Angela Huston

AngelaHuston@zoominternet.net

Anyone who watches NCIS is familiar with the famous Gibbs Gut; he proves repeatedly that your gut can definitely be a reliable "indicator" in many situations. I found myself in a position one morning recently when I had to decide whether or not to pay attention to my own questioning instincts.

My goal for that morning was to bake zucchini bread with the bounty my friend had shared from her family's garden. Over the years I have made countless loaves of this fall treat, but not recently. I was excited about getting back to this homemade familiar comfort food.

After much searching (with short stops to investigate some interesting-sounding creations such as Fluffy Meatloaf, Neiman's $250 Cookie Recipe, Presbyterian Casserole, and Dump Cake -- no I did not make up any of those titles), I finally found a zucchini bread recipe, one I had not used before, and eagerly began the mixing process.

I shredded the zucchini, beat the eggs, combined all the other ingredients --- the batter was coming together nicely ---until I suddenly realized there certainly was a lot of it; no way it was going to fit into my ready and waiting loaf pan.

In my eagerness to begin, I had neglected to follow a well-known rule: when given a sheet with specific directions written on it, be sure to read ALL those directions before proceeding with whatever you are doing.

After the fact, naturally, I looked at the recipe more closely (better late than never?), but no matter how carefully I read and reread it, there was nothing indicating the size of pan that should be used, or how long the bread was to bake. At that point, I began to be concerned that perhaps I had not been careful in my measuring of the ingredients. What to do??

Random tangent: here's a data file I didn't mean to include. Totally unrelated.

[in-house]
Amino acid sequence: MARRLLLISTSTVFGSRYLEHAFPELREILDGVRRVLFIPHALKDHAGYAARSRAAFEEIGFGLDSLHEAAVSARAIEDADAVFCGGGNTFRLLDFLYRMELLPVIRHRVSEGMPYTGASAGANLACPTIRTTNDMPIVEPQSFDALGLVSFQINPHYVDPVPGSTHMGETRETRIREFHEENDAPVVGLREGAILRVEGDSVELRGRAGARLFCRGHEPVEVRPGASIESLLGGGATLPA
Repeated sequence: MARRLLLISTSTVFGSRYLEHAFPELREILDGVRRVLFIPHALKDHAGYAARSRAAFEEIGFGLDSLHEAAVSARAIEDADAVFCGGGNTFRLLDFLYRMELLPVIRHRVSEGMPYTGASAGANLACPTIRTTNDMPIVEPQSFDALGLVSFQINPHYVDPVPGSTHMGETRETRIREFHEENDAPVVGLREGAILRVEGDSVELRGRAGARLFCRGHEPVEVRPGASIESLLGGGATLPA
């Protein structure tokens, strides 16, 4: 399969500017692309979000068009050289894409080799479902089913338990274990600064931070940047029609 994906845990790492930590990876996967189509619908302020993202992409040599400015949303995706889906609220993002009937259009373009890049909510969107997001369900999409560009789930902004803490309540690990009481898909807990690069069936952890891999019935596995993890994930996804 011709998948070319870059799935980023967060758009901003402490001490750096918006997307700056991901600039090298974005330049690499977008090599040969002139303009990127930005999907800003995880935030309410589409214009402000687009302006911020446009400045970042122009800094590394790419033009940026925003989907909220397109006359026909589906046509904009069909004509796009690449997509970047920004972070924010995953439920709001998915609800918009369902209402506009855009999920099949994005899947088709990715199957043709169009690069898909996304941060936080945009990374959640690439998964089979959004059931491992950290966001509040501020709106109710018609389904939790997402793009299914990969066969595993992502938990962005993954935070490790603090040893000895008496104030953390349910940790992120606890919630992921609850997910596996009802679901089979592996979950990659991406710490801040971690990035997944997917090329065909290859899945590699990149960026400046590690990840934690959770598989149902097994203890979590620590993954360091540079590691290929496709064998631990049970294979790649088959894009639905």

The consistency of the batter looked just right, but I was nevertheless faced with making a decision. I had made perhaps hundreds of loaves of zucchini bread in years past so I decided I was going to take a chance and trust my gut on this one; there was no way I could bring myself to throw that batter away.

I scoured my cupboards and finally found what I hoped would be a suitable-sized baking dish: bigger than a bread pan but smaller than a bread box. I poured the batter into it, stuck it into the oven at what I hoped was the correct temperature, set the timer for 30 minutes, and crossed my fingers. Did I mention the baking time and temperature were not indicated, either.

After 30 minutes, the bread was far from done, so I began increasing the time in 10-minute increments. By the time the total baking time reached a little over one hour, I felt comfortable removing it from the oven after giving it a final toothpick test, fingers still crossed. The real test came later that evening when we cut into a very large pan of zucchini bread that turned out to be delicious!

I have made notes on the recipe to remind me this was probably intended to be a doubled portion, inserted the other important details about the baking process, and then made another mental note: read ALL directions before you begin! To save yourself a lot of mental anguish, that is still the best policy, especially when preparing an unfamiliar recipe could easily become a culinary disaster.

Of course, had I done that this time, I probably would have discarded that recipe, which would have been too bad. It was perhaps one of the best zucchini breads we have ever had.

Yes, by all means, do remember that caution is still its own reward and should not be ignored but, believe me, there are those occasions when you can trust your gut. Give it some credit --it may be uncanny, but it often does know best.